Legal Q&A

Planning changes: Which application first?

By Poppleston Allen

- Last updated on GMT

Planning changes: Which application first?

Related tags: Premises licence, New premises licence, License, Patent

What application needs to come first when converting a bank into a pub? Change of use or a premise licence?

Q. I have recently bought a bank that has been closed for several months and I want to turn it into a pub. I will need planning change of use and a premises licence, but should I apply for one before the other?

A.​This is an important consideration. You will need both planning change of use and a new premises licence before you open as a pub. In terms of which should go first, if any, then much will depend on the situation of the premises; how long has it been closed? Is it near other licensed premises? Does it have residential accommodation nearby or is it principally retail and is it in an area that the licensing policy identifies as being saturated or otherwise known as in a cumulative impact area? What does the planning policy say about another premises with A4 use?

The advice would usually be to submit the planning application first and indeed wait for the result of that; hopefully a grant. The reasons for this are that although the two regimes are completely separate, some local authorities prefer planning to be in place prior to licensing. In addition, planning is more consultative and may satisfy local residents’ concerns rather than having two applications running at the same time which, in my experience, can cause confusion and can lead to greater resistance to both applications.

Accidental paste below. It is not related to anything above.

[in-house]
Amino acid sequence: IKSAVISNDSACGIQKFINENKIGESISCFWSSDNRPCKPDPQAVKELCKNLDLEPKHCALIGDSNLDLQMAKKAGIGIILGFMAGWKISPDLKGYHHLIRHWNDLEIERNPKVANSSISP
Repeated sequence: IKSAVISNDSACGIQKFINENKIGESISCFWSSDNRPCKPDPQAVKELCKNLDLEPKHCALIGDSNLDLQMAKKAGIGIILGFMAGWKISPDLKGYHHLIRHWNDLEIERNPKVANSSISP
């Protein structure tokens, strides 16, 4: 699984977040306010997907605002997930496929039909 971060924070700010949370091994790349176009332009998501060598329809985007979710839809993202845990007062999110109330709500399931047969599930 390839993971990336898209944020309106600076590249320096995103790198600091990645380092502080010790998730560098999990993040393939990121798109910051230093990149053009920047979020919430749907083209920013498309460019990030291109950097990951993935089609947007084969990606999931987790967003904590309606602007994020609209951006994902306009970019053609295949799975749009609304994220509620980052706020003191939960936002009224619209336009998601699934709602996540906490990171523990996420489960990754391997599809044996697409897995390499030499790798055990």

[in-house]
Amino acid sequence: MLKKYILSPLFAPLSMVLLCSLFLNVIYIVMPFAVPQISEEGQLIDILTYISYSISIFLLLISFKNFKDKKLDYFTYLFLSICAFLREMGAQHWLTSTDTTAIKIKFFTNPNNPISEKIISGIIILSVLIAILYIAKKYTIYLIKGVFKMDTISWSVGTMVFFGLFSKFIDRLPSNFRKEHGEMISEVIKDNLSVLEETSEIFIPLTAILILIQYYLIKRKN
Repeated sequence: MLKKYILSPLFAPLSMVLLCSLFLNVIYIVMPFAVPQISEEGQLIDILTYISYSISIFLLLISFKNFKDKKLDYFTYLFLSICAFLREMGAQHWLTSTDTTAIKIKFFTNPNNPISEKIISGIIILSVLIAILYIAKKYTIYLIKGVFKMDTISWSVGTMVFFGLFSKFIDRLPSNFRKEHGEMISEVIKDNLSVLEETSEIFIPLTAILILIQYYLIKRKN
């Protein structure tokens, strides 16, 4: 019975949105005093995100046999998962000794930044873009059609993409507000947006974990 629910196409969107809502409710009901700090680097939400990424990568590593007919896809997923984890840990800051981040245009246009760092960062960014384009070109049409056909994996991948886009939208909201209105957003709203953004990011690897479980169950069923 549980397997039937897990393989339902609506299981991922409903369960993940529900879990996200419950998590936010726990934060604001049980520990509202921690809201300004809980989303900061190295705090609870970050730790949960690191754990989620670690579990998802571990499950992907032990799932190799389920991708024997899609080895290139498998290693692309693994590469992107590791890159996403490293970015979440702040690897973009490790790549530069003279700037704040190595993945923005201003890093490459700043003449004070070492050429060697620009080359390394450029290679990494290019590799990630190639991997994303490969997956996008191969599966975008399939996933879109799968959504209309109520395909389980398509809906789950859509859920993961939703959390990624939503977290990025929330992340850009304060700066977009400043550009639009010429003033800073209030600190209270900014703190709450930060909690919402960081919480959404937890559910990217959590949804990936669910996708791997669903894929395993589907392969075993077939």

However, there are good reasons not to wait for the submission and/or grant of the planning application.

Firstly, there is the commercial consideration. Your negotiations with your prospective landlord may not allow you the luxury of awaiting the submission or outcome of your planning application before commencing the licensing process. Such a delay would be avoided if you had both applications running simultaneously.

Secondly, from your research, you may find that the planners are likely to welcome the change of use application but, by way of contrast, your premises is in a saturation zone and the licensing application is going to be more problematic.

There would, in this scenario, be a good argument for not wasting time and money on the easier planning application but to address the more difficult licensing application as soon
as possible.

As always with these matters, early consultation with the authorities and legal advice would both be recommended.

Related topics: Licensing law

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